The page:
To refinish or not refinish, that is the question


#1
  • Yes, but only on a non-numbers matching rifle
  • Yes, only on the non-marked Arsenal refurb rifle
  • No, buy an aftermarket stock and numbers mismatched rifle instead

0 voters

I have two Mosin Nagants, both 91/30 Izzy’s from 1943 and both have all matching numbers. Ones a former PU sniper (w/matching bayonet) and both are Arsenal refinished–though the former PU was just refurbed for infantry use probably as it doesn’t have an Arsenal mark like the other one does. edit Oh and I doubt the stock on the former PU rifle is the original.

Long story short, should I have one of the stocks refinished? Or buy a numbers mismatched rifle with a good bore for the sole purpose of making it look pretty?


#2

are we talking new shellac pretty, or new method pretty?


#3

Taking it all the way to naked wood and restain+lacquer/shellac (unsure which would be more durable, thoughts?). I know if we go this route I want a very dark stain like what the non-PU has. I can provide pictures of my Mosin Nagants if needed.

What’s this “new method” of pretty you speak of? My wife is the furniture restorer so she is likely to do it so I’m not surprised I am unfamiliar with terminology. I found a nice aftermarket stock option (below) but it’s pricey considering I’d get another rifle for it with non-matching numbers.

https://www.boydsgunstocks.com/product-configurator


#4

ThisOldGhost says stop! Please leave the wood alone unless someone already butchered it. It’s best to leave mil surps in original condition.

Have you thought about getting a barreled action off of gunbroker or another outlet?


#5

I say build it how you want, I dont really like “collecting” firearms for any resson but to shoot though. Custom builds with your own personal touch just seem more cool.


#6

If the rifle is all matching I would leave it alone so you can continue to appreciate it as piece of history.

What I meant by my question is that with the original stock you can refresh the original coat using the same, or close to it, method of finish, or you can finish the stock using more popular modern finishes


#7

Usually I agree with this practice but one of them isn’t the original stock from the factory. Hence my quandary.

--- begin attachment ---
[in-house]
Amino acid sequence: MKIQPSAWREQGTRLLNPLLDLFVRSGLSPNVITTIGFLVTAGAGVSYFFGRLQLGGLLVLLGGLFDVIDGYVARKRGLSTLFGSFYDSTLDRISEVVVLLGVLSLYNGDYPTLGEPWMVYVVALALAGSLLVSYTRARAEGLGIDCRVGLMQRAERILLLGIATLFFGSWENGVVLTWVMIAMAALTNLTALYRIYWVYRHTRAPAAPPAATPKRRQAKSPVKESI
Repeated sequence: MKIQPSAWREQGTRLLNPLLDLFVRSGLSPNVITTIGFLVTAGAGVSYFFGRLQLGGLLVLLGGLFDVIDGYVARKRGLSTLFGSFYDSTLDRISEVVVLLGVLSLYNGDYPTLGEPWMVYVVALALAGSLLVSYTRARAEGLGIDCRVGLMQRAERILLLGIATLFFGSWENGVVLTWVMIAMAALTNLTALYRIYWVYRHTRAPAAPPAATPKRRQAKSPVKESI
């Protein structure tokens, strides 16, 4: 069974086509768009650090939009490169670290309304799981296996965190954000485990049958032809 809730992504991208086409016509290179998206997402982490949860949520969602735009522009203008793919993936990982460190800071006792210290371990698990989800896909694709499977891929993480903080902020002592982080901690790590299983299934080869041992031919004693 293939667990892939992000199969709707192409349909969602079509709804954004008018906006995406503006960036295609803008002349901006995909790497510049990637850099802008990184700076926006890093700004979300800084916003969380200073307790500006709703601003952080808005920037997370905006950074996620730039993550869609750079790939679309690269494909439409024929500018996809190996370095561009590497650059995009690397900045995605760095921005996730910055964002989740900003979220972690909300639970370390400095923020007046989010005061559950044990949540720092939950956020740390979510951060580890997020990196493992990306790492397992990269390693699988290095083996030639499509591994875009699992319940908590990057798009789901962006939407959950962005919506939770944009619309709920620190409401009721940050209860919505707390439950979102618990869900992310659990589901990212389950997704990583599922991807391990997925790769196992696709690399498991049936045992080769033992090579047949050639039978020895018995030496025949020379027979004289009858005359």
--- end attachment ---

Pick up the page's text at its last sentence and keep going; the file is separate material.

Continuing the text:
These I’ve noticed tend to cost the same as a whole rifle so if I went this route I’d likely buy a complete but mismatched rifle instead of just the barreled action.

That was sort of my thinking.

And I do appreciate these a bunch. My non-PU’s stock has a bunch of character so it’s staying as-is. With the PU stock not being the original stock I have less attachment to it.

Gotcha! I would like either I think. It would be a hard choice but perhaps the PU could go back to the original finish and a non-matching one I get later could get a more modern treatment.


#8

Not the original stock- go for it.


#9

Believe me if it was still original and in the original PU setup I’d be one happy camper. Even as it is I’m thrilled to of found a former PU in a sea of regular 91/30’s at the same price. The stock is still nice and not cracked or had repairs so it would still be a good stock to refinish. I wish I could date the stock.


#10

I have the same thing- picked it out of a crate, paid $198 for two, found out when I got home what the plugged holes meant. Good find Sir!


#11

Wasn’t that exiting! I felt like I scored.


#12

I spent the rest of that afternoon researching them! I was excited.


#13

Same here.


#14

Why not get a stock you like and keep the original on hand. If you can find a stock that requires no gunsmithing to install, you can get the best of both worlds.